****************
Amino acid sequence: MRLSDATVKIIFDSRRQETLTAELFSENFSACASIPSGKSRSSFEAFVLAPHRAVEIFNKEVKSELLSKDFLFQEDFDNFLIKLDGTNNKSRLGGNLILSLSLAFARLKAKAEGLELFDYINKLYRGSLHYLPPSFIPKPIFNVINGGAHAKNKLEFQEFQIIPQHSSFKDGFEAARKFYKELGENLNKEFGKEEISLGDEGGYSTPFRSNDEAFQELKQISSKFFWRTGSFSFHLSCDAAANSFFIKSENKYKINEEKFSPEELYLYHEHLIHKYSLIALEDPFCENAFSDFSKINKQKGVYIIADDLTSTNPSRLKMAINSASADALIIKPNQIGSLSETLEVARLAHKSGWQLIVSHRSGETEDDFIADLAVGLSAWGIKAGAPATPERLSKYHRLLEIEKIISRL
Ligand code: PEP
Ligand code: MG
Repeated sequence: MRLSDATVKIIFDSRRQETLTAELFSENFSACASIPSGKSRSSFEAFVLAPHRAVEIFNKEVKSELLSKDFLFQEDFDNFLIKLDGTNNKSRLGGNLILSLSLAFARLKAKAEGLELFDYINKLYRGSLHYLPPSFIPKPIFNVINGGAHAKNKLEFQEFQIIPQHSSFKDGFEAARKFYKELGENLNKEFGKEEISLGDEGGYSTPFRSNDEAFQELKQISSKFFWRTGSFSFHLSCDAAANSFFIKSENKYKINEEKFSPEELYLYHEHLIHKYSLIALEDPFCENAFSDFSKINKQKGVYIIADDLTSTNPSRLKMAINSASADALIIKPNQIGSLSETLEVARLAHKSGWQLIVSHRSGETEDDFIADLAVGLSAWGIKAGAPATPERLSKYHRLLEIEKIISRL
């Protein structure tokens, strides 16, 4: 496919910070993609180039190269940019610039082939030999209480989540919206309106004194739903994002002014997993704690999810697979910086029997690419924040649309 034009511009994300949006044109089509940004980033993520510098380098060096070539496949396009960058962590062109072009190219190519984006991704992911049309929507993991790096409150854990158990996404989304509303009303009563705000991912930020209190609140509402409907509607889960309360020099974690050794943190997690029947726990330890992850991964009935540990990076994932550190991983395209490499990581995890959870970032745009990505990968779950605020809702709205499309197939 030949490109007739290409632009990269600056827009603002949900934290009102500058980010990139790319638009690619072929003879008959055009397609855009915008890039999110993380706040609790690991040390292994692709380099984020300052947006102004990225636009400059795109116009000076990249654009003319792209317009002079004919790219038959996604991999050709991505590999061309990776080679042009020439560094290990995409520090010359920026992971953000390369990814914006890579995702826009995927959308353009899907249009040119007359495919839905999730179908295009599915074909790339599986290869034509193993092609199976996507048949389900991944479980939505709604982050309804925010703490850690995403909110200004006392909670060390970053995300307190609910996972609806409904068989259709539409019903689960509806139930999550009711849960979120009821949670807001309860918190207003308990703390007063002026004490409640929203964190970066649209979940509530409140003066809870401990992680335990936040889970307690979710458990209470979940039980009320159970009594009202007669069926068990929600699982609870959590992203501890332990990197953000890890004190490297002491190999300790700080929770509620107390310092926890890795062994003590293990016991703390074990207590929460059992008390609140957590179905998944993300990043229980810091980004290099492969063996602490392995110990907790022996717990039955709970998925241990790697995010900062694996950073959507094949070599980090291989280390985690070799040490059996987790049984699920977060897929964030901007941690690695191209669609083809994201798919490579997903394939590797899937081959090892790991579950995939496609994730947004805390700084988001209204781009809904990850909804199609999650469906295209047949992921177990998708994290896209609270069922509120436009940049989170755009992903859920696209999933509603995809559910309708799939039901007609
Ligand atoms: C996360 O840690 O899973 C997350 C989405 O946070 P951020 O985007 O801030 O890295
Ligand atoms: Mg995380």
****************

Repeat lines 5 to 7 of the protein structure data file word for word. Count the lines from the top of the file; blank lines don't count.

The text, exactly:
């Protein structure tokens, strides 16, 4: 496919910070993609180039190269940019610039082939030999209480989540919206309106004194739903994002002014997993704690999810697979910086029997690419924040649309 034009511009994300949006044109089509940004980033993520510098380098060096070539496949396009960058962590062109072009190219190519984006991704992911049309929507993991790096409150854990158990996404989304509303009303009563705000991912930020209190609140509402409907509607889960309360020099974690050794943190997690029947726990330890992850991964009935540990990076994932550190991983395209490499990581995890959870970032745009990505990968779950605020809702709205499309197939 030949490109007739290409632009990269600056827009603002949900934290009102500058980010990139790319638009690619072929003879008959055009397609855009915008890039999110993380706040609790690991040390292994692709380099984020300052947006102004990225636009400059795109116009000076990249654009003319792209317009002079004919790219038959996604991999050709991505590999061309990776080679042009020439560094290990995409520090010359920026992971953000390369990814914006890579995702826009995927959308353009899907249009040119007359495919839905999730179908295009599915074909790339599986290869034509193993092609199976996507048949389900991944479980939505709604982050309804925010703490850690995403909110200004006392909670060390970053995300307190609910996972609806409904068989259709539409019903689960509806139930999550009711849960979120009821949670807001309860918190207003308990703390007063002026004490409640929203964190970066649209979940509530409140003066809870401990992680335990936040889970307690979710458990209470979940039980009320159970009594009202007669069926068990929600699982609870959590992203501890332990990197953000890890004190490297002491190999300790700080929770509620107390310092926890890795062994003590293990016991703390074990207590929460059992008390609140957590179905998944993300990043229980810091980004290099492969063996602490392995110990907790022996717990039955709970998925241990790697995010900062694996950073959507094949070599980090291989280390985690070799040490059996987790049984699920977060897929964030901007941690690695191209669609083809994201798919490579997903394939590797899937081959090892790991579950995939496609994730947004805390700084988001209204781009809904990850909804199609999650469906295209047949992921177990998708994290896209609270069922509120436009940049989170755009992903859920696209999933509603995809559910309708799939039901007609
Ligand atoms: C996360 O840690 O899973 C997350 C989405 O946070 P951020 O985007 O801030 O890295
Ligand atoms: Mg995380």